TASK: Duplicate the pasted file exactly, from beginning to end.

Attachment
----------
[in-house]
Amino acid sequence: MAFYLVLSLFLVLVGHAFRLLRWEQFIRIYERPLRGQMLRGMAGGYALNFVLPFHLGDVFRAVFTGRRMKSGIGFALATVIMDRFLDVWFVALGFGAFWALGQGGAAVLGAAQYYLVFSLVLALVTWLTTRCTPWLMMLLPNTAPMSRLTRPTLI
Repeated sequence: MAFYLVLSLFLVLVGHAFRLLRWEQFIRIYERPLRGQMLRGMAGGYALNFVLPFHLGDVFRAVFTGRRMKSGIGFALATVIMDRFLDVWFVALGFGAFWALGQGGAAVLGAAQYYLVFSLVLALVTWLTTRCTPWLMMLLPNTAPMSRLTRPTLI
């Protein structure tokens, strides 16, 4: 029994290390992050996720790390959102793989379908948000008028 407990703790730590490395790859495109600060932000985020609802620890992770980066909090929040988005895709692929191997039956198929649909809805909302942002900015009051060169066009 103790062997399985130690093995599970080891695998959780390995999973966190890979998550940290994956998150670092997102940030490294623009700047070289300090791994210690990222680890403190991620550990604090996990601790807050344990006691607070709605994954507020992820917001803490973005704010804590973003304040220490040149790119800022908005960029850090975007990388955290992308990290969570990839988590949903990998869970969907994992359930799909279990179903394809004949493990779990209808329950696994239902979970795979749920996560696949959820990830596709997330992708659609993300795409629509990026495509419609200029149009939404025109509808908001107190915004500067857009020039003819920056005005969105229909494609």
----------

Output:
[in-house]
Amino acid sequence: MAFYLVLSLFLVLVGHAFRLLRWEQFIRIYERPLRGQMLRGMAGGYALNFVLPFHLGDVFRAVFTGRRMKSGIGFALATVIMDRFLDVWFVALGFGAFWALGQGGAAVLGAAQYYLVFSLVLALVTWLTTRCTPWLMMLLPNTAPMSRLTRPTLI
Repeated sequence: MAFYLVLSLFLVLVGHAFRLLRWEQFIRIYERPLRGQMLRGMAGGYALNFVLPFHLGDVFRAVFTGRRMKSGIGFALATVIMDRFLDVWFVALGFGAFWALGQGGAAVLGAAQYYLVFSLVLALVTWLTTRCTPWLMMLLPNTAPMSRLTRPTLI
């Protein structure tokens, strides 16, 4: 029994290390992050996720790390959102793989379908948000008028 407990703790730590490395790859495109600060932000985020609802620890992770980066909090929040988005895709692929191997039956198929649909809805909302942002900015009051060169066009 103790062997399985130690093995599970080891695998959780390995999973966190890979998550940290994956998150670092997102940030490294623009700047070289300090791994210690990222680890403190991620550990604090996990601790807050344990006691607070709605994954507020992820917001803490973005704010804590973003304040220490040149790119800022908005960029850090975007990388955290992308990290969570990839988590949903990998869970969907994992359930799909279990179903394809004949493990779990209808329950696994239902979970795979749920996560696949959820990830596709997330992708659609993300795409629509990026495509419609200029149009939404025109509808908001107190915004500067857009020039003819920056005005969105229909494609």